I select extracts to present here because the comments — before they descend into the flaming and slanging that bedevils these forums — deal with important (and corrective) thinking about what matters with rankings, and to whom, and helps understand how US program rankings are perceived internationally too. It finishes with common sense that I endorse.

Original question: “Does rank really matter among Top Business schools? With my European point of view, I consider that there are only 6 Top Schools (in descending order): HBS, Stanford, Wharton, Columbia, Booth and Kellogg. Actually, I don’t really care about rankings here: my only criteria is prestige (which in my view is the only thing you can’t ignore when applying to business schools). In Europe, these schools are famous: if you say Stanford or Columbia, everybody knows what you’re talking about. [But]If you say Tuck business school (at random), very few people will have heard of it regardless of the quality of the school.

“So my question is: among this prestigious top, does is REALLY matter if you go to one or another? On this forum we can often read that if you go to HBS it is infinitely better that if you go to Wharton but Wharton will change your life so much more than Kellogg, and so on and so forth.”

Response: “In France [among] 100 person taken randomly in the street and educated in France, 100 will know about HEC, 90 about Harvard, 3 to 5 about Stanford, Wharton, Kellogg, Columbia and 10 maybe will know about INSEAD. But I would say that 90 will know about Yale, Princeton, 100 about Oxford, Cambridge.”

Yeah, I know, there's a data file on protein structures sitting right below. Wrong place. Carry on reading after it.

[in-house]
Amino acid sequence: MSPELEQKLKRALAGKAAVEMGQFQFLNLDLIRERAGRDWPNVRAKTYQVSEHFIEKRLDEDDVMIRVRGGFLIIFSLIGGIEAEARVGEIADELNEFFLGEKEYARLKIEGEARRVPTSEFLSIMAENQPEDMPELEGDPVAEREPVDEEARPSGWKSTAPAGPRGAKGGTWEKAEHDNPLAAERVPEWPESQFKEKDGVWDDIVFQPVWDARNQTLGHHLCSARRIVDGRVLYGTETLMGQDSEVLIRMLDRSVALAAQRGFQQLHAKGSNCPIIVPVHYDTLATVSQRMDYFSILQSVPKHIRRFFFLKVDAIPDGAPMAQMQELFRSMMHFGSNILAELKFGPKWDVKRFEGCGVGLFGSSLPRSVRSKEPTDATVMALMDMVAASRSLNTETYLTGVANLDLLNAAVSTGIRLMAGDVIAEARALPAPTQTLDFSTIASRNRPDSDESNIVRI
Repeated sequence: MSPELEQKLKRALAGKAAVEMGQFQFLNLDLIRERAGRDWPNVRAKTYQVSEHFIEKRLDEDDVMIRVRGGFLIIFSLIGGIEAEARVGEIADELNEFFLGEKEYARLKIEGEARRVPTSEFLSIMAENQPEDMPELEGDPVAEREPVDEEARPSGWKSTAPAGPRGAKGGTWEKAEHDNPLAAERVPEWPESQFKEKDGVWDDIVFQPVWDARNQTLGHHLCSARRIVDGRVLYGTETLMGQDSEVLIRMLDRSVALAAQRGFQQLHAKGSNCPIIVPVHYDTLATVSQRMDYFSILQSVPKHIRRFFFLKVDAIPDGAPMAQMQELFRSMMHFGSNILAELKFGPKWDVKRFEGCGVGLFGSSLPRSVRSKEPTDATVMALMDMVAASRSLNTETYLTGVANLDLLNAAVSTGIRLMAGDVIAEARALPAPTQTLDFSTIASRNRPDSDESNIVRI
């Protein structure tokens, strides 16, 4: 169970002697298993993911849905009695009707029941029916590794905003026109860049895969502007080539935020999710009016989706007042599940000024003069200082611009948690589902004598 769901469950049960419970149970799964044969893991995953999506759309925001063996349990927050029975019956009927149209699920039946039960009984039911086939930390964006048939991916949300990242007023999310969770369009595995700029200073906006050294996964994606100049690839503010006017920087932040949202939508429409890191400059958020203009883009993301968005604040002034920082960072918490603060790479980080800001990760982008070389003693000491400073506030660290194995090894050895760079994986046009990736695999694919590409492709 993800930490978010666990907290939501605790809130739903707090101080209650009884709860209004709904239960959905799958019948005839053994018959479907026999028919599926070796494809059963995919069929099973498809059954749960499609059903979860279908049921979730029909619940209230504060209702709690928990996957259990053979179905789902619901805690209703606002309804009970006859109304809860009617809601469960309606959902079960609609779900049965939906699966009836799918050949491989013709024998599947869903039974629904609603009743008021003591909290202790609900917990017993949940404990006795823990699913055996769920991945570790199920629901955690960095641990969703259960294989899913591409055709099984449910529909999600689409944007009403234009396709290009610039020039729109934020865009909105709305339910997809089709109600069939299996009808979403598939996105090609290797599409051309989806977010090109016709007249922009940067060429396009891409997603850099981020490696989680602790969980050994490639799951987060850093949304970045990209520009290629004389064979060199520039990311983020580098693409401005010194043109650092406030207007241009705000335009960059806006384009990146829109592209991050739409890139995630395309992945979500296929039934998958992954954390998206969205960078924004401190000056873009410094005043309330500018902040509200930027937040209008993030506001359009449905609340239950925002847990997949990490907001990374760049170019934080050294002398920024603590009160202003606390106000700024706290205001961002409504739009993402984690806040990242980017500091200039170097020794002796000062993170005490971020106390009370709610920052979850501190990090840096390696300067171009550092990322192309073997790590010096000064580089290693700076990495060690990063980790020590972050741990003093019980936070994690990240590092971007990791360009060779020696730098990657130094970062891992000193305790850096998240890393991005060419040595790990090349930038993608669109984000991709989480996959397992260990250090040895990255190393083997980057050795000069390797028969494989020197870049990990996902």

Response: “As a Frenchman I feel the need to throw in my 2 cents on this one. INSEAD is hands down the strongest MBA brand in France. Does every random person on the street necessarily know the name? No, but who cares? The employers do.”

Response: “I would like also to add that the education at the top business institutions is quite the same. I highly doubt that you will learn better investment management in Chicago or Wharton than in Yale, Haas or Fuqua. If you visit those schools, you might get surprised by the background of the faculty. You might take a class at Berkeley taught by a Yale alumni or even receive Michael Porter at Tuck.”

Response: “Although I agree with the notion that the value of an MBA drops as the ranking drops, I do not agree that there is a substantial difference between similarly ranked programs. Every objective metric I can think of (starting salary, quality of recruiting companies, average salary of graduates after 20 years etc.) clusters most top 15 programs closely together. The main exception seem to be HBS and Stanford. Another objective metric are the GMAT and the GPA. Those two metrics are hardly distinguishable in the top 15 programs, including HBS and Stanford.”

Original: “I’ve reached my conclusion I believe: go where you think you belong regardless of what people say/think. I chose to apply to Wharton and CBS finally even if i totally agree HBS/GSB are more famous and Booth/Kellogg are great schools simply because i think it will teach me what i want to learn in my specific field…And education among them is NOT that different, apart from some specialties that should ultimately lead your choice.”